Orthodontics Market Worth $6,035 Million by 2023- Exclusive Report by Meticulous Research

orthodontic news novemberAccording to this latest publication from Meticulous Research, the global orthodontics market is expected to grow at a CAGR of 11.7% from 2018 to reach $6,035 million by 2023.

The growing number of dentists, increasing prevalence of malocclusion, and increasing awareness about advanced orthodontic treatments are the key factors driving the growth of this market. In addition, adoption of advanced imaging modalities and treatment planning software are further expected to increase the number and quality of orthodontic treatment which in turn will drive the market growth.

However, high cost of advanced orthodontic treatments and limited reimbursement is expected to hinder the growth of this market.

For more information on the report, read here.

New report reveals sharp increase in mouth cancer

orthodontics news novemberA new report looking into mouth cancer in the United Kingdom reveals a dangerous and widespread lack of awareness about the disease.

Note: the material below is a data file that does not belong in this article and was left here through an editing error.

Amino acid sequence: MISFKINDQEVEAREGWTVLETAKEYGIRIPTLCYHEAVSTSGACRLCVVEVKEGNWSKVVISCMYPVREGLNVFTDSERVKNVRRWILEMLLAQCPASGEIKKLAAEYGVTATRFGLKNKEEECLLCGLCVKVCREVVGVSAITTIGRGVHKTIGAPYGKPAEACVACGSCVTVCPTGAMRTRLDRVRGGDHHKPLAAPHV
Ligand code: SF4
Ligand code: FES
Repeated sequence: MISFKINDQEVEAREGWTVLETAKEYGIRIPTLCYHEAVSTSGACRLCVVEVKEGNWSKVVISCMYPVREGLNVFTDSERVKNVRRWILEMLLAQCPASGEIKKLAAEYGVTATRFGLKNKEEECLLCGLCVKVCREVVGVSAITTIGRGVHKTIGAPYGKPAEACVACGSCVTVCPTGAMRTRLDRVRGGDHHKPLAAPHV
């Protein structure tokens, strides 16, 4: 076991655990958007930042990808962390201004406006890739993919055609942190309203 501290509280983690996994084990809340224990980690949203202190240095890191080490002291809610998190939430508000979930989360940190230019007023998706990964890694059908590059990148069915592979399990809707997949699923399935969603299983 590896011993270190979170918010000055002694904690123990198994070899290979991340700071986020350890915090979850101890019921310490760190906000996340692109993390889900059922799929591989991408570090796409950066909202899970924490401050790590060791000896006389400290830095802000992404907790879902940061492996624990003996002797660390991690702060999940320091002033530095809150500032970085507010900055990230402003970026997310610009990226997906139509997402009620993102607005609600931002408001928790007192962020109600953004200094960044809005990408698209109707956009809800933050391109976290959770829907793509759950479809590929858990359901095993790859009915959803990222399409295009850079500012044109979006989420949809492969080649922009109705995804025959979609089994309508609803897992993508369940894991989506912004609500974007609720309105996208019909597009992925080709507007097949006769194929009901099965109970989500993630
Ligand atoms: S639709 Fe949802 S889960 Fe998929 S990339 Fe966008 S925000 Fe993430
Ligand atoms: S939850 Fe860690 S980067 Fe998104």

The UK’s first State of Mouth Cancer Report highlights the sharp rise in the number of mouth cancer cases and finds most British people are unaware of the signs and symptoms associated with the disease.

Woman’s Halloween ‘devil teeth’ become dental emergency when they get stuck

orthodontics news novemberAnna Tew, who lives in Mobile County, Alabama, bought the accessory for about $3 to complete her zombie costume and applied the glue that came with the product, WKRG reported.

With a bridge of spiky fangs attached to her upper jaw, the look was perfect for a Halloween event on Friday night. But when it came time to take out the fake teeth, they wouldn’t budge. Tew tried to remove them until 2 o’clock that morning, with the situation becoming ever more painful.

For more on this horror story, click here.

Brushing your teeth this way won’t prevent cavities

orthodontics news novemberAlmost any schoolchild can tell you this: We prevent cavities by brushing our teeth, because that’s how you remove the sticky film containing millions of decay-causing germs.

But this notion is more of an advertising-created myth than fact, according to Philippe Hujoel, a University of Washington School of Dentistry researcher, in an article published in the journal Gerodontology.

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